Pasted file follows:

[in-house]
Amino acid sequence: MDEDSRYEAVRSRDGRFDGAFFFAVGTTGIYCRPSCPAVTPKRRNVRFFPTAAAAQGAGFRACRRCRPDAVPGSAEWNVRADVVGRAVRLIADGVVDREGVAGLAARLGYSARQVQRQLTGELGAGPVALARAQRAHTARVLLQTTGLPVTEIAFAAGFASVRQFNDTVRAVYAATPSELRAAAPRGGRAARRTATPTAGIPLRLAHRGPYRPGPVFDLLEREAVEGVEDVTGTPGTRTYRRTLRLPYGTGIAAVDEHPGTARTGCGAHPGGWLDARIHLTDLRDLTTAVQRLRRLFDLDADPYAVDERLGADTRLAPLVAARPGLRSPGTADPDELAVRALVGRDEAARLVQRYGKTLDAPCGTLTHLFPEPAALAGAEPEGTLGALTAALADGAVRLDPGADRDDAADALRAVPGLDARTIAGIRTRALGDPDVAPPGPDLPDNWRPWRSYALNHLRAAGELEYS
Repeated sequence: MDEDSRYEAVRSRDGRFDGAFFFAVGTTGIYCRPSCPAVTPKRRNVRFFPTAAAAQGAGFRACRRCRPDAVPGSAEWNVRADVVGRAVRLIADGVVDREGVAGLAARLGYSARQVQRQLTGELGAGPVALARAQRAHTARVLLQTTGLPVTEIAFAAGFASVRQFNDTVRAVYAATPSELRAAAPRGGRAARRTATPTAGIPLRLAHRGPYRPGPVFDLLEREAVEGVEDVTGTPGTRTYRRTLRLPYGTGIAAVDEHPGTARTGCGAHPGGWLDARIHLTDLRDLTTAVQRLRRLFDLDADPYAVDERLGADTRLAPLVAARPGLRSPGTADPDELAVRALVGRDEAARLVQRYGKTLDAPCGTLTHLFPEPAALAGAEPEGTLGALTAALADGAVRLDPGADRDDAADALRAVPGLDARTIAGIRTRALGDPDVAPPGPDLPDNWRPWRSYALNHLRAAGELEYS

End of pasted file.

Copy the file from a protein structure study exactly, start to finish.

[in-house]
Amino acid sequence: MDEDSRYEAVRSRDGRFDGAFFFAVGTTGIYCRPSCPAVTPKRRNVRFFPTAAAAQGAGFRACRRCRPDAVPGSAEWNVRADVVGRAVRLIADGVVDREGVAGLAARLGYSARQVQRQLTGELGAGPVALARAQRAHTARVLLQTTGLPVTEIAFAAGFASVRQFNDTVRAVYAATPSELRAAAPRGGRAARRTATPTAGIPLRLAHRGPYRPGPVFDLLEREAVEGVEDVTGTPGTRTYRRTLRLPYGTGIAAVDEHPGTARTGCGAHPGGWLDARIHLTDLRDLTTAVQRLRRLFDLDADPYAVDERLGADTRLAPLVAARPGLRSPGTADPDELAVRALVGRDEAARLVQRYGKTLDAPCGTLTHLFPEPAALAGAEPEGTLGALTAALADGAVRLDPGADRDDAADALRAVPGLDARTIAGIRTRALGDPDVAPPGPDLPDNWRPWRSYALNHLRAAGELEYS
Repeated sequence: MDEDSRYEAVRSRDGRFDGAFFFAVGTTGIYCRPSCPAVTPKRRNVRFFPTAAAAQGAGFRACRRCRPDAVPGSAEWNVRADVVGRAVRLIADGVVDREGVAGLAARLGYSARQVQRQLTGELGAGPVALARAQRAHTARVLLQTTGLPVTEIAFAAGFASVRQFNDTVRAVYAATPSELRAAAPRGGRAARRTATPTAGIPLRLAHRGPYRPGPVFDLLEREAVEGVEDVTGTPGTRTYRRTLRLPYGTGIAAVDEHPGTARTGCGAHPGGWLDARIHLTDLRDLTTAVQRLRRLFDLDADPYAVDERLGADTRLAPLVAARPGLRSPGTADPDELAVRALVGRDEAARLVQRYGKTLDAPCGTLTHLFPEPAALAGAEPEGTLGALTAALADGAVRLDPGADRDDAADALRAVPGLDARTIAGIRTRALGDPDVAPPGPDLPDNWRPWRSYALNHLRAAGELEYS